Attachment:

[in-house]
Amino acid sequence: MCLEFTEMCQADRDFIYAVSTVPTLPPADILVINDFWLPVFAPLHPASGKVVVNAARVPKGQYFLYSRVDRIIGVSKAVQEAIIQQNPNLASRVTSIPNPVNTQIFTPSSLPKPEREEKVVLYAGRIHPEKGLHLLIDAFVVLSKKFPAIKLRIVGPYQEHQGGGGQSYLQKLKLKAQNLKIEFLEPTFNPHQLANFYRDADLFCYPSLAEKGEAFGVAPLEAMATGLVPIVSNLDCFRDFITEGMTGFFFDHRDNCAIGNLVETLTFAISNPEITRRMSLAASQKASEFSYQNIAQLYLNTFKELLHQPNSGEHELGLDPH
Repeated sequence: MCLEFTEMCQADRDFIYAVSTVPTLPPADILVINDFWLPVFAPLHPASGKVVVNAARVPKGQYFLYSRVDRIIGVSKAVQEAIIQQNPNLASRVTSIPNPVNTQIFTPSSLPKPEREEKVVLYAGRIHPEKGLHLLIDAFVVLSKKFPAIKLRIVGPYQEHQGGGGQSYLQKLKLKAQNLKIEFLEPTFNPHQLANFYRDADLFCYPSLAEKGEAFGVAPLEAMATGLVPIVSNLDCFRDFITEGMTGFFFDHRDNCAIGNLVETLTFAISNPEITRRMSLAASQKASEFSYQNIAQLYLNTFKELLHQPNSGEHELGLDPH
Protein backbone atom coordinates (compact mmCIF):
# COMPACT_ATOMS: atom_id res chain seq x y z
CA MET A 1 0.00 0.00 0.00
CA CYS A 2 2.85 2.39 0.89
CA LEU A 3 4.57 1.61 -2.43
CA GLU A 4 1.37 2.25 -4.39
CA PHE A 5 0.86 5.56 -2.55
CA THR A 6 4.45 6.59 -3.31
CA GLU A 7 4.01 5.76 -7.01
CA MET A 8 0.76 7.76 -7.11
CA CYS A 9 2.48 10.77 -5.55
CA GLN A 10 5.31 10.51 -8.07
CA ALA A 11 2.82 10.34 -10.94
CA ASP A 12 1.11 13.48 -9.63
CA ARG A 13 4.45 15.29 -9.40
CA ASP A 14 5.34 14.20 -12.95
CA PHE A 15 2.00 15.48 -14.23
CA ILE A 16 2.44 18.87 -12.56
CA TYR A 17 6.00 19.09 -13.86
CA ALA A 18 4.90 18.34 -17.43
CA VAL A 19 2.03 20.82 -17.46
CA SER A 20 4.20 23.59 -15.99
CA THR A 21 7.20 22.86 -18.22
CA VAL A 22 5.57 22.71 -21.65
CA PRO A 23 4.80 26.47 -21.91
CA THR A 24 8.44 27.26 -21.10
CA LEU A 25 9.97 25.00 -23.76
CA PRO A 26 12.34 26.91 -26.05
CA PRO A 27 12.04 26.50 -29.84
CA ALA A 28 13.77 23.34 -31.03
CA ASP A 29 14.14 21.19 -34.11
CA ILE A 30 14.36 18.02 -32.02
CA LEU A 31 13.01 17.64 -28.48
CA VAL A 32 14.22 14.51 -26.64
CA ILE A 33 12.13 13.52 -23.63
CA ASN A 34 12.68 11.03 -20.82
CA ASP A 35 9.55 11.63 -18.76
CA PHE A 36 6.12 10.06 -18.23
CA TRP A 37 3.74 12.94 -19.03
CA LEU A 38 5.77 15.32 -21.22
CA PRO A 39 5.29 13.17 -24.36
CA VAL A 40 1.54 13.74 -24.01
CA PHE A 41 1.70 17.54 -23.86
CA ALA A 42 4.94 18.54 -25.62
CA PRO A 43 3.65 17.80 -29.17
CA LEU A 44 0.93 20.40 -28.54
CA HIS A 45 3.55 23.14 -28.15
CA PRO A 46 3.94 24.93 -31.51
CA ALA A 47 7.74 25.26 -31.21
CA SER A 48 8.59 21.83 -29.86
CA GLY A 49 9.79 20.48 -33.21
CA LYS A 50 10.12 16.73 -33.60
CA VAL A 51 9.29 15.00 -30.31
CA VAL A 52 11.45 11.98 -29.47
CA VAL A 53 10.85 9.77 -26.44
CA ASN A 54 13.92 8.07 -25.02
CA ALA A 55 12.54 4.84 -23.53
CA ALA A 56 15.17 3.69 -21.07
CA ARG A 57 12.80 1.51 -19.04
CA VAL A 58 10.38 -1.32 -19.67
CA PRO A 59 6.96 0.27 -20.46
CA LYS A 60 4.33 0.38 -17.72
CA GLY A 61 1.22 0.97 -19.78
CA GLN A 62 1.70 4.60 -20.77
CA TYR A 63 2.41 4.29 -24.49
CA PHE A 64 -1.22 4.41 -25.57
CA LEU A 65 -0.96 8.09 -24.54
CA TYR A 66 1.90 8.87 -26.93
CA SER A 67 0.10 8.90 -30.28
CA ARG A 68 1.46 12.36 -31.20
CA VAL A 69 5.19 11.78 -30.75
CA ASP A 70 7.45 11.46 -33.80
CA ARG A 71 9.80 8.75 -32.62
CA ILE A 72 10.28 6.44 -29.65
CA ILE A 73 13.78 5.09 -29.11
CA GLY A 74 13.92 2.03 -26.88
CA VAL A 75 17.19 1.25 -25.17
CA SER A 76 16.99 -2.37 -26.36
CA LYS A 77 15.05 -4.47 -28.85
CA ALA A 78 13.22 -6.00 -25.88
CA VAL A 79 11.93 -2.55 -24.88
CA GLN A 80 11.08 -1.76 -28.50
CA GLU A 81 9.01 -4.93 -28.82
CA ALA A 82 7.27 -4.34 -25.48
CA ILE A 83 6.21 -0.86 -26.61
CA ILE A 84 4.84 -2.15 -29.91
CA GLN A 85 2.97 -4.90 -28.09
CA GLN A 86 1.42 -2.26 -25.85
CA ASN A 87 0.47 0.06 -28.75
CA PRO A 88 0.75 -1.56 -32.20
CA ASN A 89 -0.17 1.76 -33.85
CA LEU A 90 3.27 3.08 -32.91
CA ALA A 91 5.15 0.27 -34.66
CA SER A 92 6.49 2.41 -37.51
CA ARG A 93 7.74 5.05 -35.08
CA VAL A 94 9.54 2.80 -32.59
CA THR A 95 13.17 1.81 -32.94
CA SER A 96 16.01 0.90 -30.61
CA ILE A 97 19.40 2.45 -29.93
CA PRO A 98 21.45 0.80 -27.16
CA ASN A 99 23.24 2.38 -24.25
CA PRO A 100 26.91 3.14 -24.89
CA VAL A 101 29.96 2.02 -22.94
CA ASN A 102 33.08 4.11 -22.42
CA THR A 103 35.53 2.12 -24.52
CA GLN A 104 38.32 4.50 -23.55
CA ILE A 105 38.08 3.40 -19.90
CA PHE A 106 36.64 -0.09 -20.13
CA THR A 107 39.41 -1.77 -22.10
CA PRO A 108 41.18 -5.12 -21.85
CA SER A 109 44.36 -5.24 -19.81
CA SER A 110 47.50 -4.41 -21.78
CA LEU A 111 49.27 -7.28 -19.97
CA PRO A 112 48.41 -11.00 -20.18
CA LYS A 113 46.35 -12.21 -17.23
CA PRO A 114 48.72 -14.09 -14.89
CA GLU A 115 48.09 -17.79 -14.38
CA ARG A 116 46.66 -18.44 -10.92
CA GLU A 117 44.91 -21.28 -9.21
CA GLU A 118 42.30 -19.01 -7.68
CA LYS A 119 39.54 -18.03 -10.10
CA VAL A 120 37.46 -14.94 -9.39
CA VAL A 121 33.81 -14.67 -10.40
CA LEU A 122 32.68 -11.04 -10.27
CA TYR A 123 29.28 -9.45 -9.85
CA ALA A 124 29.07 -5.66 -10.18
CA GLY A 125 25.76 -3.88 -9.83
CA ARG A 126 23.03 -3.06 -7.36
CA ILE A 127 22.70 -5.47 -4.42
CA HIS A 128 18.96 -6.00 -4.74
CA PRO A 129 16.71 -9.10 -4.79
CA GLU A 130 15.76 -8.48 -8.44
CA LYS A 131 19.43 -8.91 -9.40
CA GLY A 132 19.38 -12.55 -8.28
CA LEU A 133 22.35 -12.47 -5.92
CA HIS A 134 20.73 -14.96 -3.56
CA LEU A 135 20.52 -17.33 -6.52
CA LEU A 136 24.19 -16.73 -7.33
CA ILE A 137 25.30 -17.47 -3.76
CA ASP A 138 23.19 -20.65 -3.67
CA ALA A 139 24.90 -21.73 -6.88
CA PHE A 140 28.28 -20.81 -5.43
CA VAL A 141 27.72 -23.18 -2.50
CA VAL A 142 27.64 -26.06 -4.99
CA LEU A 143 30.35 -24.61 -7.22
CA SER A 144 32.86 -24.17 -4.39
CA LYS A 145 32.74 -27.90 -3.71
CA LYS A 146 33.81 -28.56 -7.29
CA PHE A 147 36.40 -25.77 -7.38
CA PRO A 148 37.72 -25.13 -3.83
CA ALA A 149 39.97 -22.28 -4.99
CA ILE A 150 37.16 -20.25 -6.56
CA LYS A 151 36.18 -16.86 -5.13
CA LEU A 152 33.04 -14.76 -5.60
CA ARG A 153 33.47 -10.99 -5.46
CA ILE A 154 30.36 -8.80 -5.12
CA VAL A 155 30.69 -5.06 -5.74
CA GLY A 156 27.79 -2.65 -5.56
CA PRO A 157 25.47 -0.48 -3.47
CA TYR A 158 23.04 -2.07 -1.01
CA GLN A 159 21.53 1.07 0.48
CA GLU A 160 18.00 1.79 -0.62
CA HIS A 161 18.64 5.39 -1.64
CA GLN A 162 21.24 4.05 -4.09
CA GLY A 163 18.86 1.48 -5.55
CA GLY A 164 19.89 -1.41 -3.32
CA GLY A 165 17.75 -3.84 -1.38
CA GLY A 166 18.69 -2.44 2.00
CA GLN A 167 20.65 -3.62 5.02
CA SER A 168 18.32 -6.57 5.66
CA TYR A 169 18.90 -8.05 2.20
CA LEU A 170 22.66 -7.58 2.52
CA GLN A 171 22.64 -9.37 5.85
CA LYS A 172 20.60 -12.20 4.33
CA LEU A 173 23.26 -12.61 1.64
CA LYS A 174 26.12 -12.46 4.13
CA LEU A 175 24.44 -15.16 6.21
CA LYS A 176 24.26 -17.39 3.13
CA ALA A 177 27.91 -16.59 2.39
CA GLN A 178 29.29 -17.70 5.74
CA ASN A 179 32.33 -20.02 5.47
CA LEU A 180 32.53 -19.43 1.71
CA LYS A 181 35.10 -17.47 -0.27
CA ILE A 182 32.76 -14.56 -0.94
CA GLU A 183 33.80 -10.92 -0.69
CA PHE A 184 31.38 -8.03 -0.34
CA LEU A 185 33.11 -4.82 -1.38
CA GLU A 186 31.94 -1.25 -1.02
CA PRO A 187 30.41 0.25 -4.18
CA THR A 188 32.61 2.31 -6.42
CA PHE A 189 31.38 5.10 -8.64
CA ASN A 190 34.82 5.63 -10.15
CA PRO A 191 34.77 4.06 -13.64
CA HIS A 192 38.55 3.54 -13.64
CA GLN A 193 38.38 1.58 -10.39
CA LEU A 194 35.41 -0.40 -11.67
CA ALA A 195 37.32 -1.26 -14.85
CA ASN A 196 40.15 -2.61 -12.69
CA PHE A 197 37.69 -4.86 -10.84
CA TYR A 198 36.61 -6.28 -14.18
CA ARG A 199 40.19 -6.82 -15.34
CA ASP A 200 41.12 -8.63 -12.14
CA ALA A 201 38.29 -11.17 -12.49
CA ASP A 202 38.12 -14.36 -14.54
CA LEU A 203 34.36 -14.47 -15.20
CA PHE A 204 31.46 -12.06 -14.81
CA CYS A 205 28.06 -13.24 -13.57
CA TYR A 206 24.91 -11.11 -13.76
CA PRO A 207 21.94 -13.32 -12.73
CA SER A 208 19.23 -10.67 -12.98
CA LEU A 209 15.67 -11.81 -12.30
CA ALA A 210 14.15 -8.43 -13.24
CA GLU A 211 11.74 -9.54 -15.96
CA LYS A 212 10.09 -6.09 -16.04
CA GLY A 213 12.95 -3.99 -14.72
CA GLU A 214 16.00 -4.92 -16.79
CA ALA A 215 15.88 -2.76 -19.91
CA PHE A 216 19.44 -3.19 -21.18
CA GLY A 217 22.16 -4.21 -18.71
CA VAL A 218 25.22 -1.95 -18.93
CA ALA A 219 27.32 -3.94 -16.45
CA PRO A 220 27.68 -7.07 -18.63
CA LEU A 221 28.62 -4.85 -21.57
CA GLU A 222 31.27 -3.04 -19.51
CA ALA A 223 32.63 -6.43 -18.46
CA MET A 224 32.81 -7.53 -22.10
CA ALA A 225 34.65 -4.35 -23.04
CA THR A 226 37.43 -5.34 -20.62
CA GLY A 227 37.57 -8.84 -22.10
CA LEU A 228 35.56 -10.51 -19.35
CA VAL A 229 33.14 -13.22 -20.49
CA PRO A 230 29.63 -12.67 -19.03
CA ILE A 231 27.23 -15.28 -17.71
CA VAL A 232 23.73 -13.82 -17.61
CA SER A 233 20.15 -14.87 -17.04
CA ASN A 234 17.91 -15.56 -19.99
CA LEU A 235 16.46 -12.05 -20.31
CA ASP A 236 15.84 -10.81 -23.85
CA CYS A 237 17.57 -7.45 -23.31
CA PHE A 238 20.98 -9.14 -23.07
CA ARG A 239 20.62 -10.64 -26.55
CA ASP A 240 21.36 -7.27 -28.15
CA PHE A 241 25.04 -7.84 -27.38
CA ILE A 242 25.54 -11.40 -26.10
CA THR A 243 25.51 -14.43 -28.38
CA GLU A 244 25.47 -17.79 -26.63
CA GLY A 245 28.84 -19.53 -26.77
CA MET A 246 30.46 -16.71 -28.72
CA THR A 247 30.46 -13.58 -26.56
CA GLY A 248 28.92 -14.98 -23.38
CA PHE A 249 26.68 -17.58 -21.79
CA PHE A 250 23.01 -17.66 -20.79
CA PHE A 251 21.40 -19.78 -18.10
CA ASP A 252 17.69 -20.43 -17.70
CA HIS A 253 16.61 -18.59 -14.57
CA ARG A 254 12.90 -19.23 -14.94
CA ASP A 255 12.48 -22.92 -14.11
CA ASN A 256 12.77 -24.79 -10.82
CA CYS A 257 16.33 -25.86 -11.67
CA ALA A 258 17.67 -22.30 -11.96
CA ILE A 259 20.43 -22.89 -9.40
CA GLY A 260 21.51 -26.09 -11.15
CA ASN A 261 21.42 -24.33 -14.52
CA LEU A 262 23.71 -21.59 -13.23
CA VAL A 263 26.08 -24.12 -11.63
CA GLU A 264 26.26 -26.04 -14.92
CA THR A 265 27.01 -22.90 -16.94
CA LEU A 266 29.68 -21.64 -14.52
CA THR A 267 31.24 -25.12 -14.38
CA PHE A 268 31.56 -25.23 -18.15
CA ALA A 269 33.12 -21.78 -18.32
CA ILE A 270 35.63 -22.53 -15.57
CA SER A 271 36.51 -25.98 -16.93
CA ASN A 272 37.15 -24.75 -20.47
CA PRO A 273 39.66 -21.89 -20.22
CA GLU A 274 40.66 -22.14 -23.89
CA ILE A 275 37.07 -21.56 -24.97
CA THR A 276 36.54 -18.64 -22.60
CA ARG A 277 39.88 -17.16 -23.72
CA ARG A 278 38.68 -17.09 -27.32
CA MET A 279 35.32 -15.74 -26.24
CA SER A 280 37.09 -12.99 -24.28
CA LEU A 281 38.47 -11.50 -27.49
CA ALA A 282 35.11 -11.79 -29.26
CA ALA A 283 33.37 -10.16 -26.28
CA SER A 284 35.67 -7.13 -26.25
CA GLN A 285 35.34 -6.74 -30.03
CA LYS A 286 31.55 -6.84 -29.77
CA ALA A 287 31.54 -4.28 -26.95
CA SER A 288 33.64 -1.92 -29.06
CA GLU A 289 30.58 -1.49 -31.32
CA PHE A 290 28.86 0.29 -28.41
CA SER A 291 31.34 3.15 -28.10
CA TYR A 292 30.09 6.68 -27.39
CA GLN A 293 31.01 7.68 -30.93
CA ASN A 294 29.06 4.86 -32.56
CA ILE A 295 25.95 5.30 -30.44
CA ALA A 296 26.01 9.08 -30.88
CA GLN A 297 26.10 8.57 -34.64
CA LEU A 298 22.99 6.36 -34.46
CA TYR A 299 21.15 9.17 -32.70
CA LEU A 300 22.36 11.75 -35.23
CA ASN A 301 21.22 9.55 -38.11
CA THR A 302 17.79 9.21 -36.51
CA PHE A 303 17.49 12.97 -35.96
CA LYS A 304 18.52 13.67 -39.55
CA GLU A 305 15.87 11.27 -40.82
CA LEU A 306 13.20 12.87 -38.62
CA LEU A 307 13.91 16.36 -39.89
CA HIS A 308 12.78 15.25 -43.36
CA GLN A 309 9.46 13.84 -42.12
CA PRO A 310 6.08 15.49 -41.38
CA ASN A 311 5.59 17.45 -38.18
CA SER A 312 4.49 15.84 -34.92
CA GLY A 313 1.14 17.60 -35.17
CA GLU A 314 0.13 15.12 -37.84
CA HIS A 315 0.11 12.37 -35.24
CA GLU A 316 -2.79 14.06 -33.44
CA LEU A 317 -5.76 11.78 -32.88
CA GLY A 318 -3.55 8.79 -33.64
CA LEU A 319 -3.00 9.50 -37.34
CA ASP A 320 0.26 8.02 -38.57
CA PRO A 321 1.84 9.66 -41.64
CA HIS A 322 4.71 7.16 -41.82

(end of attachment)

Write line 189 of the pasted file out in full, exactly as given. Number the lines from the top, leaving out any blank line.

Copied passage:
CA PHE A 184 31.38 -8.03 -0.34